Sunday, October 18, 2015

Morning scenes...

We are up to our eyeballs into our homeschooling routine again.  The easy rhythm of summer days has given away to more structure, where the kids sit down at the kitchen table after doing their morning chores and start on schoolwork.  By the time the boys have finished math, language arts, social studies, science and German, it's lunch time, and they are done.  Yep, done.  The whole school thing takes them three hours instead of all day (our kids would have to ride the school bus for a total of three hours to attend public school), and the rest of the day is free to do whatever they want ("Wanna help me muck out the goat barn, boys?").

Lately, this free time has involved fishing.  We are waiting for the Silvers (salmon) to come upriver, but so far they are not complying.  We know the sunny days and blue skies are numbered, so we really take this task seriously.  As seriously as it can get, basking in the sunshine, bald eagles flying overhead, water twinkling, mountains showing themselves off in the distance...

I told you that I have been bitten by the fishing bug, right?








Instead of catching fish, Luke catches Eva
As always, I'm very focused on food: growing it, tending it, harvesting it, preserving it - and eating it!  The other morning, I was struck by its beauty.  Chevre drained by the sink, Greek Yogurt hung above it, oatmeal with blueberries and blackberries picked months before bubbled on the stove, and a frying pan with greens from the garden and our own brilliantly orange duck eggs finished up the still life.  Beautiful food!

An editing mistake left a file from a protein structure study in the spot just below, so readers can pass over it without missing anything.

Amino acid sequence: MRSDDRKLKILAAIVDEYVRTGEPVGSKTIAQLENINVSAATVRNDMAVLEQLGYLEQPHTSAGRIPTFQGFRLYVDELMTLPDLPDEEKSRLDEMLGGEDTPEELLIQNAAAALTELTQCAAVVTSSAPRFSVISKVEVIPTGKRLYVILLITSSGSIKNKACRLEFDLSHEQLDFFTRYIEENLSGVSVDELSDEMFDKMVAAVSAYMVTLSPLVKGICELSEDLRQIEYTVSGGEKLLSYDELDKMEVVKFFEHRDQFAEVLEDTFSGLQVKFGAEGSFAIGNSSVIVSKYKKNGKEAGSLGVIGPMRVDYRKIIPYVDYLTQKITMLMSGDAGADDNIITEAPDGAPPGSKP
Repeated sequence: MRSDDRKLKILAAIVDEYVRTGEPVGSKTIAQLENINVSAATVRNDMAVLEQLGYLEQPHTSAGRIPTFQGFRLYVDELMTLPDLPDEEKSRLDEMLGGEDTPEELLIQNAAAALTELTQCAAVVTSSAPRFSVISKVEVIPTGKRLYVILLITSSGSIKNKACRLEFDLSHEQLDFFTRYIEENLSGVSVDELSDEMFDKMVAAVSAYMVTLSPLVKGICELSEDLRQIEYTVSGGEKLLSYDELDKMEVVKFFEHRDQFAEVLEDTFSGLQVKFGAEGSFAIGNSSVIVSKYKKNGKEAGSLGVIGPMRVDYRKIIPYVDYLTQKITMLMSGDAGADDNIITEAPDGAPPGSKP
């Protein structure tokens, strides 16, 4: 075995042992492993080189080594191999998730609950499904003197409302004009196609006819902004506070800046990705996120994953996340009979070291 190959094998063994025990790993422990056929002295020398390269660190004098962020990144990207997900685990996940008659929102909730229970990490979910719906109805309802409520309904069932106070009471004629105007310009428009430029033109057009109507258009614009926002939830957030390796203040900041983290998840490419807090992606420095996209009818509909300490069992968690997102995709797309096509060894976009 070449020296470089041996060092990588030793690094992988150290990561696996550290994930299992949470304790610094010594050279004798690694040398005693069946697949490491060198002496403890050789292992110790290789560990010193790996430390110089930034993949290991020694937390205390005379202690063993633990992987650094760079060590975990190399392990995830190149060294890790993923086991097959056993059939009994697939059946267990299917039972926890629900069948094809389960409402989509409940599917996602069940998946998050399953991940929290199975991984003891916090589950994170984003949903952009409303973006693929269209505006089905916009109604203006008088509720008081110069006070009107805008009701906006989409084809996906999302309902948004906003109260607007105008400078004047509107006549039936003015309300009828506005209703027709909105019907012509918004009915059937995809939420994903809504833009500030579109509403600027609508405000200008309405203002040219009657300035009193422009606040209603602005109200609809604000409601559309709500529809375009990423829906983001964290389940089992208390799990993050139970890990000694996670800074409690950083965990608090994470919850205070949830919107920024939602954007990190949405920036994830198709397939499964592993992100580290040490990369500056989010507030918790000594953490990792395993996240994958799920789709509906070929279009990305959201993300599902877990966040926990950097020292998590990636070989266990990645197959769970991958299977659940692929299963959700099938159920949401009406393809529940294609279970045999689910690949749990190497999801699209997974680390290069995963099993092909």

While the boys do their schoolwork, I make cheese, do dishes or finish making pickles.  One of my friends gave me her cucumber pickle recipe, which our family has fallen in love with.  I store the finished pickle jars in the fridge, because although they kind of seal, they are not really canned.  These dill pickles are super crisp and super easy, so I cranked out a total of 25 quarts one morning.  That should keep us in pickles for a while, although the kids eat a jar a day.






Yes, yes, life is busy, with homeschooling, farming, finishing up my online cheese making class, and trying to keep the house somewhat clean (good luck with that).  I try to find a quiet, peaceful moment whenever I can.  So the other morning after milking the goats, I wandered in the yard for a few minutes, while Eva helped do chores.  I found some peaceful fall scenes I want to share with you.

























With all this business and attention on the boys, I make it a point to give Eva some quality time.  She plays contentedly by herself for hours, so it's important to do something special with her every now and then, don't you think?

Yesterday, we walked up the dirt road behind our house.  Here is where it led us.  Not bad, eh?







11 comments:

  1. Corina, I love your kitchen sink. Where did you find it? And would you be willing to share your dill pickle recipe?
    Thanks for sharing a little piece of your homesteading life...it is beautiful.
    Donna

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    1. I love my kitchen sink, too. It was in the house when be bought it one and a half decades ago. (The house didn't have a bathroom, back then, just an outhouse, and no running hot water). I will post the dill pickle recipe soon, I hope!

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  2. Hi Corina. I love your posts! We homeschool, too. I was just wondering, if you don't mind answering, what time do your boys get up in the morning? I have an 18, 15, 12, 10 in a few days and a 6 year old I am homeschooling and they don't quite like to get up in the morning!